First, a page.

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Query Details


Query Subject:   Linking elements in compounds
Author:   Andrea Krott
Submitter Email:  click here to access email

Linguistic LingField(s):  Morphology
Syntax

Query:   I am working on linking morphemes in Dutch nominal compounds and I am
searching for other languages revealing a similar phenomenon. The only
languages I know about are Dutch, German, and Danish.

Here is a description of what linking morphemes in Dutch are: There
are two main linking morphemes in Dutch: -s- and -en-. They appear
between the two constituents of a nominal compound.

examples:

boekenkast (standard orthography)
boek-en-kast (morpheme breakdown)
book-LINK-shelf
''book shelf''

regeringsvorm (standard orthography)
regering-s-vorm (morpheme breakdown)
government-LINK-type
'type of government'


Historically, linking morphemes in Dutch are old genitive singular
suffixes or nominative plural suffixes. Syncronically, the linking -s-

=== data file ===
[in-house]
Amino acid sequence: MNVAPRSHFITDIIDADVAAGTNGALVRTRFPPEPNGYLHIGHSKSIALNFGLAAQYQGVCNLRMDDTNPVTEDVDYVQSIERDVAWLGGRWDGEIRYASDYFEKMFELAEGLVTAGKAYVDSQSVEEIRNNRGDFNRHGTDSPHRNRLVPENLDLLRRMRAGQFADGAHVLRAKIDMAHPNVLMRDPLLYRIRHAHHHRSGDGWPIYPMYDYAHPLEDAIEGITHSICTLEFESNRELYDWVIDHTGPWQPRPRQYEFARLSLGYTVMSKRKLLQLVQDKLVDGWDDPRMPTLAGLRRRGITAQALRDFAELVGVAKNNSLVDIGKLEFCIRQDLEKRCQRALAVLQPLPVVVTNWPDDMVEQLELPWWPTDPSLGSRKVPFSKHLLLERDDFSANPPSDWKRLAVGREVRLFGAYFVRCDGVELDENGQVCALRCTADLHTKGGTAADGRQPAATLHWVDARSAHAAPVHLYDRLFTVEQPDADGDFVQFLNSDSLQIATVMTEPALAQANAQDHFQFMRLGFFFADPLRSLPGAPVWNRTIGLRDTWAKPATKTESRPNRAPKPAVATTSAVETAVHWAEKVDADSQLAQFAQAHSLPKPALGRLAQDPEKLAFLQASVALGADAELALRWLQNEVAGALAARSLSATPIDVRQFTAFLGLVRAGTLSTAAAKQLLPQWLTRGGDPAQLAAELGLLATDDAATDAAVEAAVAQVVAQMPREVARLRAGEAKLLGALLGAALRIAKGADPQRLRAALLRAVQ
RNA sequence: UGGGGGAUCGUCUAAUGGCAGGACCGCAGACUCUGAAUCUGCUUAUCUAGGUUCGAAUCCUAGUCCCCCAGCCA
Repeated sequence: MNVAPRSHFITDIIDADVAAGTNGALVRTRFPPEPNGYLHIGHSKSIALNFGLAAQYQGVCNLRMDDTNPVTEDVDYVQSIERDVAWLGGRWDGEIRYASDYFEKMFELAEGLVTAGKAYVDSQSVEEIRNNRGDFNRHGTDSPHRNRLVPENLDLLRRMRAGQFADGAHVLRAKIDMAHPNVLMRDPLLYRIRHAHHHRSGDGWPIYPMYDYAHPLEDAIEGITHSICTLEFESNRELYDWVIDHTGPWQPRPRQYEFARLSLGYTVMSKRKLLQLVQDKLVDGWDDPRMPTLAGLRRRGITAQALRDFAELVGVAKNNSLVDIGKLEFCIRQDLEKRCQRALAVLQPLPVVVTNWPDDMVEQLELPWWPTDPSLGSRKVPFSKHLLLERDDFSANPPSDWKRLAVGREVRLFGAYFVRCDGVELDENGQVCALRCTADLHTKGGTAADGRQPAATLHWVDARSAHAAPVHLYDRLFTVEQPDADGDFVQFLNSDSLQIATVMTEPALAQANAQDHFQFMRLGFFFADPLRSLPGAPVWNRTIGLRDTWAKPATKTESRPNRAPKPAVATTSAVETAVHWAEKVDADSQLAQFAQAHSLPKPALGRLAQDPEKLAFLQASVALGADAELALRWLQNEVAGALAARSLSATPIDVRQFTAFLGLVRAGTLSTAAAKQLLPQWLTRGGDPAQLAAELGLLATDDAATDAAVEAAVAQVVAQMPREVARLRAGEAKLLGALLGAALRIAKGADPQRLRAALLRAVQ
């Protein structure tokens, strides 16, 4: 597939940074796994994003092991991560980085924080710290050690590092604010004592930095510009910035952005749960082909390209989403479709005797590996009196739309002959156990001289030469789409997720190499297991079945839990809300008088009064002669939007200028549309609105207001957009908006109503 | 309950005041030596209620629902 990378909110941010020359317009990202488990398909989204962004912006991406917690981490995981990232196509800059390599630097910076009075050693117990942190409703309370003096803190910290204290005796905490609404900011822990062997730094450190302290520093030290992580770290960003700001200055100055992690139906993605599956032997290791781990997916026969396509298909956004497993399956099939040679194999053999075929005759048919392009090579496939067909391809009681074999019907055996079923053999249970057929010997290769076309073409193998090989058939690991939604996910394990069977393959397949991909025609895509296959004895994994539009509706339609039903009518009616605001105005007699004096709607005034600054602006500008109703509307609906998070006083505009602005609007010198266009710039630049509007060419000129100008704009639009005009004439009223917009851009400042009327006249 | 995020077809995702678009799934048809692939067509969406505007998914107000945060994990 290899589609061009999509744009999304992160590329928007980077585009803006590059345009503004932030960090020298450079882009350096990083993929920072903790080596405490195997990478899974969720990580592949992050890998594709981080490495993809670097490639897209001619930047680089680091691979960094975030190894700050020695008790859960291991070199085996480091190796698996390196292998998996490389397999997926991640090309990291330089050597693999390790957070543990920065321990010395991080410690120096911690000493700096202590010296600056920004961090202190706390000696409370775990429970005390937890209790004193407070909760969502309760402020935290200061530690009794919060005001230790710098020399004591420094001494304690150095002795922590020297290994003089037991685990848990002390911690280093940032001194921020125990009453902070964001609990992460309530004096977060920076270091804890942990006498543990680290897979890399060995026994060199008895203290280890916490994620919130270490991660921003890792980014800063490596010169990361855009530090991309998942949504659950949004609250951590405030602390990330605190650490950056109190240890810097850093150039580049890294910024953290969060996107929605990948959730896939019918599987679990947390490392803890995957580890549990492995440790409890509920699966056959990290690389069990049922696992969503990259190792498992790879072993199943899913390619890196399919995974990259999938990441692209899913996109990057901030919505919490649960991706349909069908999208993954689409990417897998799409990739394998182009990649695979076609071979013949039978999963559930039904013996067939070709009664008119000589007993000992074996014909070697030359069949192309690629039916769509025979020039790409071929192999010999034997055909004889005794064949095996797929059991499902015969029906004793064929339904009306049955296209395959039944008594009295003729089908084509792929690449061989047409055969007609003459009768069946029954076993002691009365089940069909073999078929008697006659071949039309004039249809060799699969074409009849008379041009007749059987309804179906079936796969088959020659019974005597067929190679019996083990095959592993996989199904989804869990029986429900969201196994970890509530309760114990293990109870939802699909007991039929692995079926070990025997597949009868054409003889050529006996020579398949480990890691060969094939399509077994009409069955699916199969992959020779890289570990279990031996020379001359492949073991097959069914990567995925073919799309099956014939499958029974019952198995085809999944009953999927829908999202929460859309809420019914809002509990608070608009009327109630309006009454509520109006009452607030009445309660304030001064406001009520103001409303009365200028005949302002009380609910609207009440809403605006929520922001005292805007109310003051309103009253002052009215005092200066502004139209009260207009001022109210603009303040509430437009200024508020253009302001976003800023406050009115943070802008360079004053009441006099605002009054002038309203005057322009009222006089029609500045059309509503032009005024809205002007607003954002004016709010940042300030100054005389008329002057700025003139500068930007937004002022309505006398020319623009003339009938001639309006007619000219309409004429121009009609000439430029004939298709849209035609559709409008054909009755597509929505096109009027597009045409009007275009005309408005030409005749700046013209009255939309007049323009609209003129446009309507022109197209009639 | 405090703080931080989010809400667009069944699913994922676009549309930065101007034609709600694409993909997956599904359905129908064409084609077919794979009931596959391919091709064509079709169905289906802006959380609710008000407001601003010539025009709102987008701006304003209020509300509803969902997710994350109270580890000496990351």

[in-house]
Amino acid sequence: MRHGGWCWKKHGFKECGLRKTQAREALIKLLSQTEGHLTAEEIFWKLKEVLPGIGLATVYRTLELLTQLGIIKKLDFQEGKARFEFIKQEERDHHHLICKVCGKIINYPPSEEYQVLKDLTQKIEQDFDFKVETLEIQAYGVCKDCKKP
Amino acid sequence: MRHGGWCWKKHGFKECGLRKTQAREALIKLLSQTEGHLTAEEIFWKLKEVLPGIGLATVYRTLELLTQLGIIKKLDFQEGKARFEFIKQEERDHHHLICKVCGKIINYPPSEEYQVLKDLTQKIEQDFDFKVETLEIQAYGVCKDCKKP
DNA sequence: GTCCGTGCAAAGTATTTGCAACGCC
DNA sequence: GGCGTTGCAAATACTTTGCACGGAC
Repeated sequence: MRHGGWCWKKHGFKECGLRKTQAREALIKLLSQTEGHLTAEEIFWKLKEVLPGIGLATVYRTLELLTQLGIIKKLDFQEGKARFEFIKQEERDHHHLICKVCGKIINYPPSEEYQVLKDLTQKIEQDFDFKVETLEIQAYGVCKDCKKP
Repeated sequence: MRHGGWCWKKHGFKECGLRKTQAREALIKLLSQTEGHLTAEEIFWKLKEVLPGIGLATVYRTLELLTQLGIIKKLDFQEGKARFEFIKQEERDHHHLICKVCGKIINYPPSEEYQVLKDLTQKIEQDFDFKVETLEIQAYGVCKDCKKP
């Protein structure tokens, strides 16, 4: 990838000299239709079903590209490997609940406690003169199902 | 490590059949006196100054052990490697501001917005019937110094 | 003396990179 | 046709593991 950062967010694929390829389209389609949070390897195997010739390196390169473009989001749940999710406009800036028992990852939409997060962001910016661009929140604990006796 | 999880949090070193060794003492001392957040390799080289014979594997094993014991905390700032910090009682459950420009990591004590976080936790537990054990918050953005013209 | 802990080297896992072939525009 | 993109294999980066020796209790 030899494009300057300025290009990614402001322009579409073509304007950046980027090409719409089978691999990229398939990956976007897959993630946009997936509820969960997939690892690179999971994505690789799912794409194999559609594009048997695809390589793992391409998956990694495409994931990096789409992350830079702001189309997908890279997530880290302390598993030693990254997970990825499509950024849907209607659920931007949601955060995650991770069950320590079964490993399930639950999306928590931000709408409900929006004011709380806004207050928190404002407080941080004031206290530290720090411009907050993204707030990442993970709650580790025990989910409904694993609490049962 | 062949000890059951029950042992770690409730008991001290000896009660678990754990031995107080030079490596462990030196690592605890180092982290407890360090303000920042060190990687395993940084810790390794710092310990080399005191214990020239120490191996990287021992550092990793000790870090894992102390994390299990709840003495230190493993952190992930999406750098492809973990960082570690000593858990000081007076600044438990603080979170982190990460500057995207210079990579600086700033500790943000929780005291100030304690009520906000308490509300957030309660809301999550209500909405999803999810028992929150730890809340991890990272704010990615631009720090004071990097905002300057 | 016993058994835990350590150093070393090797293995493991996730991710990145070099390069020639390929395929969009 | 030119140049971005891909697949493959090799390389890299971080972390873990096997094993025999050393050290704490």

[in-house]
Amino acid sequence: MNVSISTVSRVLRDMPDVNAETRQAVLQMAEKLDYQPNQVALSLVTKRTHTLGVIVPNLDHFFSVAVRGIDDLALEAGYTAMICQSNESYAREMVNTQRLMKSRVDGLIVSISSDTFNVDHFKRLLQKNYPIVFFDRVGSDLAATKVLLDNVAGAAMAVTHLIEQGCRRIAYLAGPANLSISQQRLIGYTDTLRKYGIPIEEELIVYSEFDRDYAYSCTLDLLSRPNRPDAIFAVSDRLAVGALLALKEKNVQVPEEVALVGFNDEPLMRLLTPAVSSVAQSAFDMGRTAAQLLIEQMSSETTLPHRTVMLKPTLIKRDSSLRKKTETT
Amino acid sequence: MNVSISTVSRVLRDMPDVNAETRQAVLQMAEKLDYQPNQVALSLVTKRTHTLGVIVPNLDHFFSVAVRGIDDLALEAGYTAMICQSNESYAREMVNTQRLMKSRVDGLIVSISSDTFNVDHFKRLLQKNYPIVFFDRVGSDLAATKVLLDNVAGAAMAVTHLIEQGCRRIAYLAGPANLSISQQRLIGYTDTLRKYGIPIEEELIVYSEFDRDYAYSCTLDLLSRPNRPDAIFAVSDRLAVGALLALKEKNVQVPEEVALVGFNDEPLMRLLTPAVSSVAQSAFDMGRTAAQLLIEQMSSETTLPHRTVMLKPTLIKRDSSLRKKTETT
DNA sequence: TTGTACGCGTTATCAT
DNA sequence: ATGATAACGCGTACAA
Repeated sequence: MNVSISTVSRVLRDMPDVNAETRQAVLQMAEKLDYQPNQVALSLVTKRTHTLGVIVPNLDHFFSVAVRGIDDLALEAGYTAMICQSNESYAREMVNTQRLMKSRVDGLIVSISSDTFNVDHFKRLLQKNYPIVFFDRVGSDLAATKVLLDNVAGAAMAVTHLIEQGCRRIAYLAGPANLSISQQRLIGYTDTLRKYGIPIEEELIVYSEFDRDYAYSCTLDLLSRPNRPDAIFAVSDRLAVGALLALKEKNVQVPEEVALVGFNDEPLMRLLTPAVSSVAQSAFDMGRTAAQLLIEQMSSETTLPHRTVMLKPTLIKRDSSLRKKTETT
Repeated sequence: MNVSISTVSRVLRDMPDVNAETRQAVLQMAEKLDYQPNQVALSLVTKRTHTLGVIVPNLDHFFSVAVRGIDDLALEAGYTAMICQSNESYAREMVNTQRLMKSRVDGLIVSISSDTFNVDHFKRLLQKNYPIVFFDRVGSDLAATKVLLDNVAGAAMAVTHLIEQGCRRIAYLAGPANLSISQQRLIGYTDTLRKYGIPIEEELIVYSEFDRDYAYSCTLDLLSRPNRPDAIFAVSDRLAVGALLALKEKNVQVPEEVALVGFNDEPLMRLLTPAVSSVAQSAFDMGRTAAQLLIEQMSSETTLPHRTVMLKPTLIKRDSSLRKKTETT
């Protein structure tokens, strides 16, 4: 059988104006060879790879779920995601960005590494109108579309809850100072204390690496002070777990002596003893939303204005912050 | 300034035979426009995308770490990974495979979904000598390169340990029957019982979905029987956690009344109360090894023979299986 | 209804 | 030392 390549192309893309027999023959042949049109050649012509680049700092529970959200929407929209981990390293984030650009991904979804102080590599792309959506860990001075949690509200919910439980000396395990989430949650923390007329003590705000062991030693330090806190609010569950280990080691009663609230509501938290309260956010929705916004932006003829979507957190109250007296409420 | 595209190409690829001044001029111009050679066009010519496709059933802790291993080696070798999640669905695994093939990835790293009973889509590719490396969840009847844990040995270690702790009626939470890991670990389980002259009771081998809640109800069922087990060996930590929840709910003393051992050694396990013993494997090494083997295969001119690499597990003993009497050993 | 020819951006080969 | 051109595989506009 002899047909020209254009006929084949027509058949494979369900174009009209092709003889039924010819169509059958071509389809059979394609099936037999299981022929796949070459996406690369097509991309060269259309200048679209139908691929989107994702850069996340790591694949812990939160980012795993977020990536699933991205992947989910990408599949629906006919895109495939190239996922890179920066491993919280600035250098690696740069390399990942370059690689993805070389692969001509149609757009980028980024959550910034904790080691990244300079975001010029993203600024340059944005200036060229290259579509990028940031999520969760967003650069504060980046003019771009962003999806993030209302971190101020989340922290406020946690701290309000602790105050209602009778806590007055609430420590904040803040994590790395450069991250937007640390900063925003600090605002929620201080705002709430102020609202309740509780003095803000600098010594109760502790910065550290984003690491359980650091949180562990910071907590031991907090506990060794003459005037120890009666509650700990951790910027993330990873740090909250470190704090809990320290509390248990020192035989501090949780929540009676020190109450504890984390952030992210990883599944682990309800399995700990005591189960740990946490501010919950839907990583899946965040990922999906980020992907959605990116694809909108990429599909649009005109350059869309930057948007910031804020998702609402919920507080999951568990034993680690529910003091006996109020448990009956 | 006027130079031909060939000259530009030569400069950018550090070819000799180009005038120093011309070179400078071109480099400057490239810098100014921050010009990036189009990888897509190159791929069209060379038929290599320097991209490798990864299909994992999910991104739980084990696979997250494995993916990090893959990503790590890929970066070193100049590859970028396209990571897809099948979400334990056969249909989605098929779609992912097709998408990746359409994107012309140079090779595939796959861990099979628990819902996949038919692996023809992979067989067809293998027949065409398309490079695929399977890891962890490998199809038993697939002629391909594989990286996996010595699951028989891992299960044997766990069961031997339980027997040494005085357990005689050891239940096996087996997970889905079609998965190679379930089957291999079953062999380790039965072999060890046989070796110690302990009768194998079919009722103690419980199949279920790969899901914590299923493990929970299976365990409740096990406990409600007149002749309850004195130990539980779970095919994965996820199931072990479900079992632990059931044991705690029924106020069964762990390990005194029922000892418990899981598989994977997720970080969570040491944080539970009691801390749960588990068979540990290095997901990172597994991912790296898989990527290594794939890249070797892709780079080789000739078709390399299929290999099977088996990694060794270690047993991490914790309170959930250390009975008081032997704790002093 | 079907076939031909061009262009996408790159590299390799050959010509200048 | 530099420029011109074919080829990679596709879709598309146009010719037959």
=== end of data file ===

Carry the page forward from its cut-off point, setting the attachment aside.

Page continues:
often cannot be interpreted as a plural or genitive suffix of the
first constituent (e.g., 'regerings' is not the correct plural form
for 'regering'). It is also questionable whether the -s- still bares
any semantic information. On the other hand, the linking -en- only
occurs after nouns which syncronically form their plural with -en, and
there is evidence that -en- still bares the plural meaning.

In Dutch linking morphemes are productively used in novel compounds.
People mostly agree on which linking morpheme to use in a novel
compound. Although, they have a flexible sense of what is ''correct''
(unlike inflectional morphology).


I would be thankful for any information about any language with any
kind of linking elements in compounds (not only in nominal compounds).

Andrea
__________________________________________

Andrea Krott M.A.

Interfaculty Research Unit for Language and Speech &
Max Planck Institute for Psycholinguistics
Wundtlaan 1
PB 310, 6500 AH Nijmegen
The Netherlands

E-mail: akrott@mpi.nl
LL Issue: 10.1233
Date posted: 21-Aug-1999



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